When IRobot (IRBT) first sent Scott Miller to Asia a decade ago to help oversee manufacturing of the Roomba, its robotic vacuum cleaner, he saw it as a business trip. He wound up spending the next four years in Hong Kong and mainland China, unraveling the intricacies of the manufacturing process.
The recent rise of crowdfunding websites such as Kickstarter and IndieGoGo has proven an effective way to create Roomba-esque product ideas, many coming from individuals or small groups of people, rather than from companies. But building a prototype and raising money online do little to prepare innovators for everything that comes next. Even some of the highest-profile successes in crowdfunding have struggled to follow through. Pebble, a wildly successful smartwatch, was delayed for months, and the company irked customers by distributing the watches through retail stores while some donors were still waiting for the devices they expected in exchange for their having provided financial support. Over the weekend Ouya, a Kickstarter-funded gaming console, apologized to its backers and handed out store credits in response to similar distribution troubles.
Such problems are inevitable when people raise money without really knowing what comes next, according to Miller. “The model of crowdfunding is fundamentally flawed for hardware,” he says.
So Miller is starting his own crowdfunding site, which will focus specifically on several types of gadgets: home health devices, consumer technology, robotics, tech for pets, and home security. (It went up in a private beta on Thursday and will become public early next month.) The site also offers something novel: consulting for entrepreneurs to help turn their ideas into mass-produced products. Miller has experience here: The site’s an offshoot of Dragon Innovation, an advisory firm for small hardware companies working in Asia that Miller’s been running for the last five years. Many of Dragon’s current clients got their start with crowdfunding campaigns, including Pebble and Romotive, a company building a toy robot. Miller balks at describing his new project as a Kickstarter competitor, but most of his potential clients would presumably choose to work with Dragon from the start, rather than launching a Kickstarter campaign and then seeking out Dragon when the going gets tough.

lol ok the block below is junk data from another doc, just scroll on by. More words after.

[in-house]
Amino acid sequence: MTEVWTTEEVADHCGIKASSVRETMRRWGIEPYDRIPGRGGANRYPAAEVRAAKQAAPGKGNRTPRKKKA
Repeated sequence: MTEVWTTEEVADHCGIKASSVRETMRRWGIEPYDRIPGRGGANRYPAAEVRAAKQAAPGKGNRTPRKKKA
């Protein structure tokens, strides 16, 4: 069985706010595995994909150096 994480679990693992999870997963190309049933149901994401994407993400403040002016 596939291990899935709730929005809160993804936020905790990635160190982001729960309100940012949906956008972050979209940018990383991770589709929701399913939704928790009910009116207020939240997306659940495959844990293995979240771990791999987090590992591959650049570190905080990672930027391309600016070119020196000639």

It almost always gets tough. Hardware startups contend with a manufacturing process that’s rife with hidden pitfalls: the surprisingly high cost of packaging and shipping; problems with product quality that only become clear at scale; and even the unfortunate results of stacking too many pallets on top of one another—you crush that bottom row of products. “We find that there’s a lot of unknown unknowns,” says Miller. “They don’t even know what to be afraid of.”
Miller argues that those who raise money before turning an eye to the logistics of mass production have it backwards. People who want to use Dragon’s crowdfunding platform will come to the company at the planning phase and pay a fixed fee in the “low thousands” for its consulting. Advisers will help entrepreneurs design a product that can actually be built at scale, and they’ll counsel them on how much money must be raised to build it. The fee is in place partially to discourage people who aren’t seriously looking to build businesses.
The crowdfunding platform will work much like Kickstarter, with entrepreneurs setting a funding goal and getting nothing if they don’t reach it. Unlike Kickstarter, backers will be able to order items in bulk, which will help companies raise larger sums. Companies that reach their goals aren’t obligated to hire Dragon as a consultant, but they can decide to hire it on a retainer basis for help with manufacturing and shipping. Dragon’s future plans also include a retailing component.
“If you think of an alphabet where Z is shipping the product and A is the idea, crowdfunding is a C or D,” says Miller.